Thursday night at Dodger Stadium, Kenley Jansen did something spectacular. He threw nine pitches in the ninth inning, all strikes, and picked up his eighth save of the year.
To throw nine pitches to get three outs is called an immaculate inning, and there are some who think that they are just as impressive as a perfect game.
That might be a big stretch — Jansen's immaculate inning was the 84th in baseball history (and the 13th since 2014) — but the impressive feat is just the latest in the Dodgers' closer's incredible start to the season.
Jansen is throwing so well that he's breaking advanced statistics.
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In 16 appearances and 16 innings this season, Jansen has posted an ERA of 1.13, hasn't walked a single batter, and has struck out 32.
Even in this era of great relief pitching, those numbers are jaw-dropping.
Those who wondered how he would respond to his new five-year, $80 million deal — how he would top a 47-save season with a 1.83 ERA — have their answer. This is among the best starts to a season from a reliever in baseball history.
How good is it?
According to Fangraphs, Jansen has a Fielding Independent Pitching number of -0.96.
Yes, that's negative zero point nine six.
Baseball Prospectus, which calculates FIP a bit differently, has Jansen at minus-0.90.
So according to that stat, the Dodgers pitcher is taking away runs.
Of course, that's not the case — you probably would have noticed if a pitcher found a way to reverse the rules of baseball — but the reality of the situation is only marginally less incredible.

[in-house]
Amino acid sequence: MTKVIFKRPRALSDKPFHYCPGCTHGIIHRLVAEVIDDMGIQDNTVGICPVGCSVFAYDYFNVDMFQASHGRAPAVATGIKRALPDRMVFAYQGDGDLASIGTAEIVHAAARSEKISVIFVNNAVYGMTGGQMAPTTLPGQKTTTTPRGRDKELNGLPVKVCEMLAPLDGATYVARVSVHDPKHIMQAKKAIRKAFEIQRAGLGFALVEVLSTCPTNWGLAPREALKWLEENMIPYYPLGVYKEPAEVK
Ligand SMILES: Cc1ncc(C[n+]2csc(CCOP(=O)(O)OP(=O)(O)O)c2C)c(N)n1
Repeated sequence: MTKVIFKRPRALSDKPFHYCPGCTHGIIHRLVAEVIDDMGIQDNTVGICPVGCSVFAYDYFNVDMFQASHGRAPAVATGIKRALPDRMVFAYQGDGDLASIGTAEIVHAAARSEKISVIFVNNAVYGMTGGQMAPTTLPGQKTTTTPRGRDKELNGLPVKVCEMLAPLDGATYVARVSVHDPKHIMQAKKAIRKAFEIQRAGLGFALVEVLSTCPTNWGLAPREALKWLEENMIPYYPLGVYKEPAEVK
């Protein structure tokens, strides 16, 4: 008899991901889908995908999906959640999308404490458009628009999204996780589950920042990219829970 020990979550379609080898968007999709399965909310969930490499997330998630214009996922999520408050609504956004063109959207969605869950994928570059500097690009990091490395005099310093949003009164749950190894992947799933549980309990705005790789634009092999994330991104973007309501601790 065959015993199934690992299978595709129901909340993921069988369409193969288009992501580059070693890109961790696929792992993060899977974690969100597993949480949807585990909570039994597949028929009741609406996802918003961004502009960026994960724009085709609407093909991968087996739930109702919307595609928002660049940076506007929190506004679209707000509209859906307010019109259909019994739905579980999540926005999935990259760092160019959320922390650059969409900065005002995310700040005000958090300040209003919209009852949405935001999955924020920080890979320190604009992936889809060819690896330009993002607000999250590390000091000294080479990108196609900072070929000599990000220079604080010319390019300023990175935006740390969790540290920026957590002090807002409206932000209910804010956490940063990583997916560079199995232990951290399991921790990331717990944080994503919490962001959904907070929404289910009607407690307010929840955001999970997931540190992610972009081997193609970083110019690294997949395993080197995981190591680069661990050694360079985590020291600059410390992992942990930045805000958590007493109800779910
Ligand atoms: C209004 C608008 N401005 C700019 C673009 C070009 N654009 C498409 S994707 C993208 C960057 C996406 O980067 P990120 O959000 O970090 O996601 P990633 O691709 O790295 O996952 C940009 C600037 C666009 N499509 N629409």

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FIP — Fielding Independent Pitching — is a metric that was created in an effort to determine how successful a pitcher is while judging him only on the things he controls. It efforts to take out "defense, luck, and sequencing" by normalizing it for all pitchers.
A team with a terrible defense can give up runs that really should have been unearned, but because they don't register errors for being a slow outfielder, those kinds of runs hurt pitchers' ERAs.
If a pitcher has a high FIP but a low ERA, they're benefitting from great play behind them. Nothing wrong with that, just don't give them too much credit.
If a pitcher has a high ERA but a low FIP, they're being hurt by poor luck, poor defense, or both. They deserve better.
So far this year, Jansen has allowed 11 hits and given up three runs — two earned. He hasn't blown a save, but he's not perfect.
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FIP is calculated against a constant. This year, that constant is 3.03. You can see how Fangraphs came to that number here.
The formula for FIP, other than that, is fairly simple — multiply the number of homers by 13, add the number of walks and hit by pitches multiplied by three, and then subtract two times the pitcher's number of strikeouts. Divide all of that by innings pitched and add the FIP constant to that quotient.
You might have noticed in the breakdown why Jansen has a negative FIP — he's yet to allow a homer or walk anyone this year. You can't multiply zero, and so his 32 strikeouts, times two, is being subtracted from nothing and then being divided by his 16 innings thrown.
Since he's striking out two batters every inning this season, that minus-4, plus the FIP constant (3.03) brings us to minus 0.96.
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Two walks or a homer in his next outing would mess this all up and send his FIP back into a positive range, so this statistical quirk is fleeting, but still — this is incredible. (If he can strike out three more batters before issuing a walk, he'll set a Major League record.)
The two best FIP seasons this decade (the era of specialists and high strikeouts) are 0.89 by Aroldis Chapman in 2014 and Craig Kimbrel's 0.78 mark in 2012.
There's a long way to go, and one would imagine that Jansen will walk someone or give up a homer eventually, but those marks could be in jeopardy.